Tim Marks

critical reviews

"Despite his vices, every man's not out for just himself."

"Do you know what it's like being a prisoner to something? How could you? You just sit home all day watching soaps and planning meals in your brand new kitchen... by the way, it don't look good for that getting finished any time soon."


Tim Marks - A Biography

Timothy Marks was born in the city of Newport, or Casnewydd-ar-Wysg, in South Wales, the youngest of three children. His father had moved there from Waterford, in the Republic of Ireland; his mother was from the Pillgwenlly district of Newport. His family situation was an unstable one, to say the least, and when his parents finally split up, Marks was sent to a children's home for seven years. These early experiences would have a profound effect, and would eventually inspire two plays, Eve's Barette and The Naz.

Picture of Tim Marks

Marks moved to the East End of London as a teenager to live with his mother. Although these were difficult years, marked by poverty and a host of other hardships, the vibrant and diverse atmosphere had a huge impact. At that time, every corner of Britain was represented in the East End - indeed, every corner of the world - and it was there that Marks developed his ear for speech and dialect, as well as a lingering fondness for Trojan Records. Throughout this time, Marks worked in a host of jobs, everything from a dishwasher (or "pearldiver") to a soldier of the British Army. In the end, however, he pursued his trade as a French polisher, first in London, then, after emigrating with his wife and two-year-old son to the United States in 1984, in Baltimore.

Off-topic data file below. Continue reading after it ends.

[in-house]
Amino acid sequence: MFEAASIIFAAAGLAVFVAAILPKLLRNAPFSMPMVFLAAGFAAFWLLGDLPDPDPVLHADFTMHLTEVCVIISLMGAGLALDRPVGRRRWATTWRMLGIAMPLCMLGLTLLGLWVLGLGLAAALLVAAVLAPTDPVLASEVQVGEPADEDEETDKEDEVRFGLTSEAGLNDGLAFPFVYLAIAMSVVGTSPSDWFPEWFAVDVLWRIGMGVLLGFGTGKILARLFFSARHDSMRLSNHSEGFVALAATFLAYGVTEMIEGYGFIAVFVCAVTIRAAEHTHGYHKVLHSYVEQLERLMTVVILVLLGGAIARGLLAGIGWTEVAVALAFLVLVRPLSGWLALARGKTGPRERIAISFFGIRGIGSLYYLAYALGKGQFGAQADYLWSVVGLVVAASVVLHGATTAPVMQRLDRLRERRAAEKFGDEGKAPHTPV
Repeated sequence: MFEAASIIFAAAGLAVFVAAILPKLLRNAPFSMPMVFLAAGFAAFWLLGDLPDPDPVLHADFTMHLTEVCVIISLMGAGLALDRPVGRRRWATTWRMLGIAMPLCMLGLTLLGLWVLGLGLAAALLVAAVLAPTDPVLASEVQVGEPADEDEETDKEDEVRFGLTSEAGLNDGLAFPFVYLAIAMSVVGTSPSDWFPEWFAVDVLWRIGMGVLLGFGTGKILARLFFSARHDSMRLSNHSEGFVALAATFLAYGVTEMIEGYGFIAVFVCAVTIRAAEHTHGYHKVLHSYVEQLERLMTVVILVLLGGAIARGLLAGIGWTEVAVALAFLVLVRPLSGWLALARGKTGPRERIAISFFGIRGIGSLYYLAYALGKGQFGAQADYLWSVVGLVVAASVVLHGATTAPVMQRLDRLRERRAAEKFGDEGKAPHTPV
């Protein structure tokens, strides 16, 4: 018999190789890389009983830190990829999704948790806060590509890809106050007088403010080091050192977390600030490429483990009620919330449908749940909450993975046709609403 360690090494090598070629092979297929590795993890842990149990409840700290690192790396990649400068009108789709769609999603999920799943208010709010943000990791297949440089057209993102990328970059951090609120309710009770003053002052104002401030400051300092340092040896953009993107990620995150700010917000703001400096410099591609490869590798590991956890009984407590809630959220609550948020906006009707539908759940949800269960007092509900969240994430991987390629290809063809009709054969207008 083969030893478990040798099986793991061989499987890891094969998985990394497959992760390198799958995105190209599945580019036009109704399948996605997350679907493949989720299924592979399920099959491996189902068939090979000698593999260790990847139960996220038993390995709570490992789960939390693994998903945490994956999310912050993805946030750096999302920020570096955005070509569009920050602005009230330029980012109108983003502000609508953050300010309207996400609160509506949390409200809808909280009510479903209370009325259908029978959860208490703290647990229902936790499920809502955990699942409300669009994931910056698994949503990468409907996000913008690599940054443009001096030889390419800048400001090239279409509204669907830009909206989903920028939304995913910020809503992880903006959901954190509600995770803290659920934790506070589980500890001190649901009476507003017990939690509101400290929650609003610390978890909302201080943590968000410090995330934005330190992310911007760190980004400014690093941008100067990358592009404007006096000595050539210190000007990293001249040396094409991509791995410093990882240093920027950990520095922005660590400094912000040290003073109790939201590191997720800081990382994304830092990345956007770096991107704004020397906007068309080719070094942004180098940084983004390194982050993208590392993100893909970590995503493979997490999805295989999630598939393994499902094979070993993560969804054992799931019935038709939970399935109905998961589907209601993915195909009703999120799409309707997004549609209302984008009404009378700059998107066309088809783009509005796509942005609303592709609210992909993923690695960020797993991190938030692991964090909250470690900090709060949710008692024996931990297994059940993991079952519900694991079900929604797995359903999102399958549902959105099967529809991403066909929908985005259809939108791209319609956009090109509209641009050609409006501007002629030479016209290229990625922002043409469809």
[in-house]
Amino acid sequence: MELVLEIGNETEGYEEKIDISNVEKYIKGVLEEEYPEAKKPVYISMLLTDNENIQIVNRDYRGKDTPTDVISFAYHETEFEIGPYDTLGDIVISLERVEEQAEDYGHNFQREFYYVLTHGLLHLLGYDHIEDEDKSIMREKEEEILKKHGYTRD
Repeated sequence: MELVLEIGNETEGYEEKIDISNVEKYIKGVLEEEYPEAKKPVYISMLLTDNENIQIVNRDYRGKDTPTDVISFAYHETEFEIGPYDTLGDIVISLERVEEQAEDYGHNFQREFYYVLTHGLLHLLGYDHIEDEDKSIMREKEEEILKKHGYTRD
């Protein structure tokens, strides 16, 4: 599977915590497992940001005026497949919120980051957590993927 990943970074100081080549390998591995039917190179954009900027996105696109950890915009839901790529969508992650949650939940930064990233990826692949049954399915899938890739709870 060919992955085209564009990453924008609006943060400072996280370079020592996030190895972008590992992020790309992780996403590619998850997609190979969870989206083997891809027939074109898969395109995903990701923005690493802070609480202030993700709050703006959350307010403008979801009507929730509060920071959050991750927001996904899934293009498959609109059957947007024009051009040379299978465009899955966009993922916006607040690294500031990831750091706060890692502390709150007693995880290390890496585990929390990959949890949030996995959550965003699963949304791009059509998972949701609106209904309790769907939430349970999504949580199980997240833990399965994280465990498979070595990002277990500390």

Marks began to get involved in the Baltimore/Washington theatre community in the early 90s - as an actor, at first. In 1993, he began looking for a monologue he could use in auditions that was in his own accent after several failed attempts at the radio speech from Frankie and Johnny in the Clair de Lune, and so put together a short speech, based on his own experiences as a soldier in Belfast. Marks soon realized the monologue itself was better than his delivery, and built an entire show around it - Locating the Plant. The same year that Plant was "born", Marks also had a more literal child, a daughter.

Marks quit acting to focus on writing. Pearldivers was his second play, followed quickly by Refuge of Scoundrels and The Fever of Warmth and Darkness. Through 1995 and 1996, Marks enjoyed mixed success with the Baltimore Playwrights Festival, but soon found greener pastures in New York City. Plant was produced for the first time off-Broadway in 1996, Pearldivers three years later, and Plant again in 2000.

In 2001, Marks returned to writing with Eve's Barette, an intensely personal piece, before moving towards a more abstract exploration of the human condition in 2002's The Judas Ballot - his first play not based directly on his personal experiences. The same year, he completed The Cleric, which was the first of his plays inspired by current events.

With the experience he'd built up as a playwright, Marks began to explore the possibilities of the screen, applying his gifts with language and his acidic sense of humor to a very different medium. To date he has authored two screenplays, The English Crew and The Tradition.

Marks returned to the New York stage in fall of 2006 with a production of The Cleric, which startled audiences with its startling and vivid look into the nature of humanity in a time of war. The reviewers were also pleasantly surprised by the "thought-provoking, often ambiguous play".

Tim Marks currently lives outside Baltimore with his wife, Catherine. He has two children.